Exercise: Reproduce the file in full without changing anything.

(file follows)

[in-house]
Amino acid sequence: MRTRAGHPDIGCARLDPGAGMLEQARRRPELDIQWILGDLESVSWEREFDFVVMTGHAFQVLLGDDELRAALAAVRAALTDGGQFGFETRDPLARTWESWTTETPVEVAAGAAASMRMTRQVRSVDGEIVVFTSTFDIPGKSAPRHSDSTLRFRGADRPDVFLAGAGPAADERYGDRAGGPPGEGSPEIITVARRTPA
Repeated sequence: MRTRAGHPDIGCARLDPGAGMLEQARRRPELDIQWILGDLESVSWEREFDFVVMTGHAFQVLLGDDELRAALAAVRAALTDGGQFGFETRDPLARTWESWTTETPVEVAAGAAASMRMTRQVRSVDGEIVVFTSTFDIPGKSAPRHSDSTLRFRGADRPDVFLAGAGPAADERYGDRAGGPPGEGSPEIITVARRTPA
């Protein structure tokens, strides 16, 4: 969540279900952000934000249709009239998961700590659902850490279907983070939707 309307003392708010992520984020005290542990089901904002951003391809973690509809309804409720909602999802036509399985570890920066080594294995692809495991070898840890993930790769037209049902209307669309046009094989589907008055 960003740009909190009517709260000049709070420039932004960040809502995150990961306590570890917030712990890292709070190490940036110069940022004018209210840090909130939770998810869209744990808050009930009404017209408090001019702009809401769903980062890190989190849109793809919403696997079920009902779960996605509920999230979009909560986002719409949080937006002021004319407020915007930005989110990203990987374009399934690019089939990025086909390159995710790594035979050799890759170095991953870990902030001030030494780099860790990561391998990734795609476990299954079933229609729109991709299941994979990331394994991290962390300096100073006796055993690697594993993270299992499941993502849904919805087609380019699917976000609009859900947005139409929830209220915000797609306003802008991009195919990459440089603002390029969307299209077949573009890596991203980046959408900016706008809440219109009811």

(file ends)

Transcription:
[in-house]
Amino acid sequence: MRTRAGHPDIGCARLDPGAGMLEQARRRPELDIQWILGDLESVSWEREFDFVVMTGHAFQVLLGDDELRAALAAVRAALTDGGQFGFETRDPLARTWESWTTETPVEVAAGAAASMRMTRQVRSVDGEIVVFTSTFDIPGKSAPRHSDSTLRFRGADRPDVFLAGAGPAADERYGDRAGGPPGEGSPEIITVARRTPA
Repeated sequence: MRTRAGHPDIGCARLDPGAGMLEQARRRPELDIQWILGDLESVSWEREFDFVVMTGHAFQVLLGDDELRAALAAVRAALTDGGQFGFETRDPLARTWESWTTETPVEVAAGAAASMRMTRQVRSVDGEIVVFTSTFDIPGKSAPRHSDSTLRFRGADRPDVFLAGAGPAADERYGDRAGGPPGEGSPEIITVARRTPA
């Protein structure tokens, strides 16, 4: 969540279900952000934000249709009239998961700590659902850490279907983070939707 309307003392708010992520984020005290542990089901904002951003391809973690509809309804409720909602999802036509399985570890920066080594294995692809495991070898840890993930790769037209049902209307669309046009094989589907008055 960003740009909190009517709260000049709070420039932004960040809502995150990961306590570890917030712990890292709070190490940036110069940022004018209210840090909130939770998810869209744990808050009930009404017209408090001019702009809401769903980062890190989190849109793809919403696997079920009902779960996605509920999230979009909560986002719409949080937006002021004319407020915007930005989110990203990987374009399934690019089939990025086909390159995710790594035979050799890759170095991953870990902030001030030494780099860790990561391998990734795609476990299954079933229609729109991709299941994979990331394994991290962390300096100073006796055993690697594993993270299992499941993502849904919805087609380019699917976000609009859900947005139409929830209220915000797609306003802008991009195919990459440089603002390029969307299209077949573009890596991203980046959408900016706008809440219109009811």